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Generation(s) talk: Concept and background

Music carries emotions, awakens memories and opens up new perspectives. Three audiovisual elements were selected as impulse generators in digital storytelling: The variety show series "Paris by Night," the GDR radio program "Voice of the Homeland" (Tiếng Quê Hương), and the Vietnamese music collection/playlists of researcher and radio host Cường Phạm. The variety series "Paris by Night" (direct-to-video) was produced and marketed since 1983, first in Paris later in Orange County, California by Thuy Nga Productions - former refugee "boat people" (Thuyền nhân) and regime opponents. In Vietnam, the shows were not officially available for a long time because they were considered reactionary. In the diaspora (Hải ngoại), on the other hand, the shows produced in Vietnamese quickly became the most important entertainment for "overseas Vietnamese" (Việt Kiều). On the one hand, this was due to the fact that until Vietnam's political opening as a result of the "Đổi Mới" reforms, there were hardly any Vietnamese-language cultural offerings in the diaspora; on the other hand, Thuy Nga's variety series offered a novelty with strong contrasts to the monotonous and ideological Vietnamese state media, whose over-romanticized depictions were a welcome change. Furthermore, the Thuy Nga producers cleverly served the overseas communities' demand or longing for cultural identity in their shows. The "Paris by Night" videocassettes were consumed as a family event across generations - both among "boat people" and contract workers - and passed on among friends and acquaintances. In this way, "Paris by Night" established itself in the 1990s as a jour fixe in many households of the Vietnamese diaspora.

Volume: Ist Zuhause da, wo die Sternfrüchte süß sind? Viet-German Life Realities in Transition

In 2020, the VLab Berlin, in cooperation with the Rosa Luxemburg Foundation, published the anthology "Ist Zuhause da, wo die Sternfrüchte süß sind? Viet-German Life Realities in Transition" and deals with the life realities of the 1 ½, 2nd and 3rd generation Viet-Germans.

The children of the former Vietnamese contract workers and apprentices in the GDR, the "boat refugees" in West Germany, the students on both sides have grown up. They are entrepreneurs, artists, journalists, doctors, and many more. Behind the cliché image of the educational miracle and the model migrants lie multi-layered narratives that want to be heard. Stories about the search for identity, about belonging and exclusion, family and society, about the gift and the turmoil of growing up with two cultures. This anthology is a compilation of scholarly contributions and personal essays about the realities of life for young Viet Germans. It is intended for anyone who is open to new perspectives and willing to listen to the underrepresented voices of our society.


Since the end of World War II until today there have been various migration movements between Vietnam and Germany. Currently, about 180,000 people with a Vietnamese migration background live in Germany, 25,000 of them in Berlin. One of the numerically largest groups are the so-called contract workers, who were sent to the former GDR as laborers in the late 1970s and 1980s. While the exchange was a win-win situation for the two socialist states, migration remained ambivalent for the approximately 60,000 contract workers. The dissolution of the GDR in the course of German reunification contributed to the fact that most of them lost their jobs, their residence status and their livelihoods linked to it. While the reunified Germany was preoccupied with itself, the migrants found themselves in a legally and economically uncertain situation with no clear prospects for the future. Some resigned themselves to a "return bonus" of 2,500 DM and went back to Vietnam. The rest tried to get by during the turbulent times in Germany. In West Germany, the "boat people" who had been admitted under the Asylum Act settled into their lives. They fled Vietnam in the late 1970s when it became clear that the reunification of North and South Vietnam would be accomplished under the Communist Party government. They fled - some on the simplest of fishing boats - across the South China Sea and were initially stranded with their families in makeshift camps in neighboring Southeast Asian countries such as the Philippines, Hong Kong and Malaysia. After being recognized as "contingent refugees," they were able to apply for resettlement to West Germany, France, Great Britain or the United States, among other places.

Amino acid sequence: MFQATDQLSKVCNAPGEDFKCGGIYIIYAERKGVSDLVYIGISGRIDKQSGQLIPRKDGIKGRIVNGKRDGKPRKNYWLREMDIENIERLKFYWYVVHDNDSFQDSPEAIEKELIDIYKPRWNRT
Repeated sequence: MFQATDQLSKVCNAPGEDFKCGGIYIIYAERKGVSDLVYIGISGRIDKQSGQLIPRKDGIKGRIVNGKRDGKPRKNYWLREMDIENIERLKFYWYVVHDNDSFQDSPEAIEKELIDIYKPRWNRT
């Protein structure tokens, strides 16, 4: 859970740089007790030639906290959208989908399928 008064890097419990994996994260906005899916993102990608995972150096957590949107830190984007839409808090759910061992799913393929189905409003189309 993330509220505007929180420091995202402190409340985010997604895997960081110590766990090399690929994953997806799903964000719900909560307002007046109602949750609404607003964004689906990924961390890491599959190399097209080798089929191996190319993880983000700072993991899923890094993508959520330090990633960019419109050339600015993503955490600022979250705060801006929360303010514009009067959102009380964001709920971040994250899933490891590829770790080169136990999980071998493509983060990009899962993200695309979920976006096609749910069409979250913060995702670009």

Since the 2000s, a new development in migration can be observed. Due to economic hardship and lack of opportunities in their home country, young migrants from Central Vietnam in particular often travel via Eastern European routes and illegal networks in search of a better life in Europe. The heterogeneity of the so-called first, one-and-a-half and second generation hardly receives any attention in the German majority society. On the contrary: prejudices, institutional discrimination up to racist exclusion unfortunately still characterize the everyday life of individuals who identify themselves more by their belonging to certain milieus than by ethnic or nation-state attributions.

Against this background, Vlab Berlin, in cooperation with the Collaborative Research Center 1171 "Affective Societies: Dynamics of Living Together in Moving Worlds" and the Documentation Center for Migration in Germany, would like to design a digital storytelling format to foster knowledge exchange between academia and communities. Within the diaspora, space for inter-generational exchange and reflection will be created.